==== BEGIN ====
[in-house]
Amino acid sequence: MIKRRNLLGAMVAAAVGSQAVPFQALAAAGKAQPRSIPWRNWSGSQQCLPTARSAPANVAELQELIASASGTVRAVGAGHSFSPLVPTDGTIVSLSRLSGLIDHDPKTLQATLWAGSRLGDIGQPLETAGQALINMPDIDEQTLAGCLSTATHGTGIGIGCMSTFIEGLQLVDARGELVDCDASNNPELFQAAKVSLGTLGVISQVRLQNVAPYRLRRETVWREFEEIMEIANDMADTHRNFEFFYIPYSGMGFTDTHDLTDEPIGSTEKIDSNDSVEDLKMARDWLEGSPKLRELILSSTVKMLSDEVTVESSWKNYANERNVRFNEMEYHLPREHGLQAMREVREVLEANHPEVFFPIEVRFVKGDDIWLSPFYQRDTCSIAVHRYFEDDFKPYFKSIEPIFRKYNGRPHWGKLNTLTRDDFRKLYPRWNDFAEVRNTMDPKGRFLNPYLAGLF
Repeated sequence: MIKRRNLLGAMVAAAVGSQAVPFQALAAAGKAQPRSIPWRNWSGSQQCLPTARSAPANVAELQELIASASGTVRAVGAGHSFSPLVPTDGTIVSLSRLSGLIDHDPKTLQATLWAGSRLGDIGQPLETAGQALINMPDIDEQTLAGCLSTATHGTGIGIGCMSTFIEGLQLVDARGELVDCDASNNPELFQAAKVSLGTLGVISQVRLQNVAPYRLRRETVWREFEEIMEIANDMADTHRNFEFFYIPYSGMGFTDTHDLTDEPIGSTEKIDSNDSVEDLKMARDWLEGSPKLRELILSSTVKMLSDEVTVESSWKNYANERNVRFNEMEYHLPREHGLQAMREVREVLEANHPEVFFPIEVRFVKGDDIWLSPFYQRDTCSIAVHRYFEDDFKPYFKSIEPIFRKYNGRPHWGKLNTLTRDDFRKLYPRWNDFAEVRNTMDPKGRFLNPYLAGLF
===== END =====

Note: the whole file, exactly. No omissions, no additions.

[in-house]
Amino acid sequence: MIKRRNLLGAMVAAAVGSQAVPFQALAAAGKAQPRSIPWRNWSGSQQCLPTARSAPANVAELQELIASASGTVRAVGAGHSFSPLVPTDGTIVSLSRLSGLIDHDPKTLQATLWAGSRLGDIGQPLETAGQALINMPDIDEQTLAGCLSTATHGTGIGIGCMSTFIEGLQLVDARGELVDCDASNNPELFQAAKVSLGTLGVISQVRLQNVAPYRLRRETVWREFEEIMEIANDMADTHRNFEFFYIPYSGMGFTDTHDLTDEPIGSTEKIDSNDSVEDLKMARDWLEGSPKLRELILSSTVKMLSDEVTVESSWKNYANERNVRFNEMEYHLPREHGLQAMREVREVLEANHPEVFFPIEVRFVKGDDIWLSPFYQRDTCSIAVHRYFEDDFKPYFKSIEPIFRKYNGRPHWGKLNTLTRDDFRKLYPRWNDFAEVRNTMDPKGRFLNPYLAGLF
Repeated sequence: MIKRRNLLGAMVAAAVGSQAVPFQALAAAGKAQPRSIPWRNWSGSQQCLPTARSAPANVAELQELIASASGTVRAVGAGHSFSPLVPTDGTIVSLSRLSGLIDHDPKTLQATLWAGSRLGDIGQPLETAGQALINMPDIDEQTLAGCLSTATHGTGIGIGCMSTFIEGLQLVDARGELVDCDASNNPELFQAAKVSLGTLGVISQVRLQNVAPYRLRRETVWREFEEIMEIANDMADTHRNFEFFYIPYSGMGFTDTHDLTDEPIGSTEKIDSNDSVEDLKMARDWLEGSPKLRELILSSTVKMLSDEVTVESSWKNYANERNVRFNEMEYHLPREHGLQAMREVREVLEANHPEVFFPIEVRFVKGDDIWLSPFYQRDTCSIAVHRYFEDDFKPYFKSIEPIFRKYNGRPHWGKLNTLTRDDFRKLYPRWNDFAEVRNTMDPKGRFLNPYLAGLF